As motors 28 and 30 come up to rated speed the output shaft of transmission 10 will also bring the rotors of generators 52 and 54 up to speed. Generator voltages will be matched by automatic regulation of their field currents. Field current control is symbolically shown by elements 84 and 86. Field current for generator 54 is established by load set potentiometer 88. Load set potentiometer 90 establishes the field current for generator 52 and load balance potentiometer 92 serves to adjust the percentage load picked up by each of the two generators. Operational amplifiers 94 and 96 serve to match the current requirements of the field windings to the specified levels.
Power generated by generator 54 passes along line 58, through dropping resistor shunt 100, line 102 and thence to the junction between ammeters 74 and 76. In a similar fashion, power generated by generator 52 passes along line 56, through dropping resistor shunt 104, along line 106 and thence to the junction between ammeters 80 and 82. The level of current flowing through dropping register shunts 100 and 104 serve to signal operational amplifiers 94 and 96 respectively as regards the power being generated in each generator.
By using two ammeters in the supply line to each motor, the system operator can monitor the total current furnished to a motor and also the current being delivered from power converter units 62 and 64. The difference between the two ammeter readings represents current from the attached generator. Under full load test conditions, the sum of the currents in ammeters 74 and 80 represents system losses plus any power being supplied through accessory output shaft 22 (See FIG 1).
In summary, the transmission test set comprises primarily of any number of Dc motors at appropriate speed to provide drive to the input shafts of the transmission under test. The output shafts of the transmission are coupled to a like number of DC generators at appropriate speeds to generate electricity which is fed back to the DC input drive motors in a closed loop power feedback system.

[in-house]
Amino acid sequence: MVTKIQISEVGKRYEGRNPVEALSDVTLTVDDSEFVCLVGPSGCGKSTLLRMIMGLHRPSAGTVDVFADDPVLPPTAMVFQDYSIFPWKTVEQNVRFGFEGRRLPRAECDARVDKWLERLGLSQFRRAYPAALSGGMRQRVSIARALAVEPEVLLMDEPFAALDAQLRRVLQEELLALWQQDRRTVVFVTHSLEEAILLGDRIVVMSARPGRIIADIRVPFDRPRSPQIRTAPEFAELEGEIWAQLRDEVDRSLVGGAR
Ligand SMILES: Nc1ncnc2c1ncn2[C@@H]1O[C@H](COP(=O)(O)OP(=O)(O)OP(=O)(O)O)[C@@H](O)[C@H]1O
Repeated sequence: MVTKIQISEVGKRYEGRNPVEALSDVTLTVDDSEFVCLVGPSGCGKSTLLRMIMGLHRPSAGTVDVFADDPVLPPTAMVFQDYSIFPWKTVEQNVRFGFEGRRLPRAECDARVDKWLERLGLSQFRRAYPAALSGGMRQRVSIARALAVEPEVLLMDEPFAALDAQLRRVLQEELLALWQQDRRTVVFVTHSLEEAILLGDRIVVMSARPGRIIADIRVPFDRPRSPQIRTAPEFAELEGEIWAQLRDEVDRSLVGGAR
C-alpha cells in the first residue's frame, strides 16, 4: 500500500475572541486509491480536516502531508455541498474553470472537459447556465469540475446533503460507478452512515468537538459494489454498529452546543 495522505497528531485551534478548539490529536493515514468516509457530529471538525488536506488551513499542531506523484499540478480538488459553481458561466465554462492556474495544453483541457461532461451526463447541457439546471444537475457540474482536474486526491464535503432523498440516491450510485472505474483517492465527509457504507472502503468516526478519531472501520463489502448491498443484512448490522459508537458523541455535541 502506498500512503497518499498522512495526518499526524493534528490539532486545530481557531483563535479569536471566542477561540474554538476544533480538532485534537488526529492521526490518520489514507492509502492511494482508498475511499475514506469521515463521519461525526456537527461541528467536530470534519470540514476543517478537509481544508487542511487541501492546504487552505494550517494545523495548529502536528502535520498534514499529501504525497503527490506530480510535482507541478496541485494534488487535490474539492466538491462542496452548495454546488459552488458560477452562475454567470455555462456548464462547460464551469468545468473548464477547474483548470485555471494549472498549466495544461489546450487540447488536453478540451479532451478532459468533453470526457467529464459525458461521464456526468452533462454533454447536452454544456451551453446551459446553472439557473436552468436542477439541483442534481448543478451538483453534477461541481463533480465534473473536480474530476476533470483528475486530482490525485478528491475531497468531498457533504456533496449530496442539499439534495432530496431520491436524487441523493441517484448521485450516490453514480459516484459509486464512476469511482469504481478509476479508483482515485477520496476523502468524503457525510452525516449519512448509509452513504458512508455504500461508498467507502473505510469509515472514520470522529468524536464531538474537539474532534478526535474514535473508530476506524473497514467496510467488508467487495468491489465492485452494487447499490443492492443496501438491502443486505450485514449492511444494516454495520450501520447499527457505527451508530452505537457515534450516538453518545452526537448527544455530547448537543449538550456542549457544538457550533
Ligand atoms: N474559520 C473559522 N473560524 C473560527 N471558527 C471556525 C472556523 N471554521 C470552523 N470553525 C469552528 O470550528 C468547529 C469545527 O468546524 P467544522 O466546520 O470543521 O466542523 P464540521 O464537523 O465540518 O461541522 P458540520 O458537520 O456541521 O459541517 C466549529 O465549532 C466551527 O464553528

The power losses in the whole drive train are obtained from the utility electrical power supply through an AC to DC power converter. This sysem enables testing of the mechanical transmission at any desired power and speed with only the loss power drawn from the utility.
Owing to the relative freedom of operating speeds and torques of the DC motors and generators within a wide range, the test equipment properly selected can cater for the needs of a large variety of mechanical transmissions to be tested. The test set reduced to practice has dual speed-control feedback loops. Likewise, there are dual load control loops. This makes it possible to completely simulate the characteristics of a typical pair of twin engines used to drive a single propeller load. Overrunning clutches within the transmission allow failure of one engine with the other engine continuing on load. Bandpass loop response can be made such that it eliminates mechanical resonance problems which cause excessive wear on the gears of the transmission. The test equipment shown in FIGS. 1 and 2 can be used with many different transmission configurations. FIG. 1 depicts a transmission having dual input shafts which are parallel. For a dual input transmission having shafts extending at other angles, the same set of test equipment can be used by repositioning the drive motors. The controls shown in FIG. 2 make it possible to adjust the transmission load anywhere from zero to rated capacity. Over this range, data taken on the system reduced to practice shows that the preset transmission load can be maintained within an accuracy of 0.5 percent.
The foregoing detailed description is given for clearness of understanding. No unnecessary limitations are to be understood therefrom. Modifications will be readily apparent to those skilled in the art and are included within the spirit and scope of the invention.
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|Nov 14, 1994||AS||Assignment|
Owner name: ALLIEDSIGNAL INC., NEW JERSEY
Free format text: ASSIGNMENT OF ASSIGNORS INTEREST;ASSIGNOR:AVCO CORPORATION;REEL/FRAME:007183/0633
Effective date: 19941028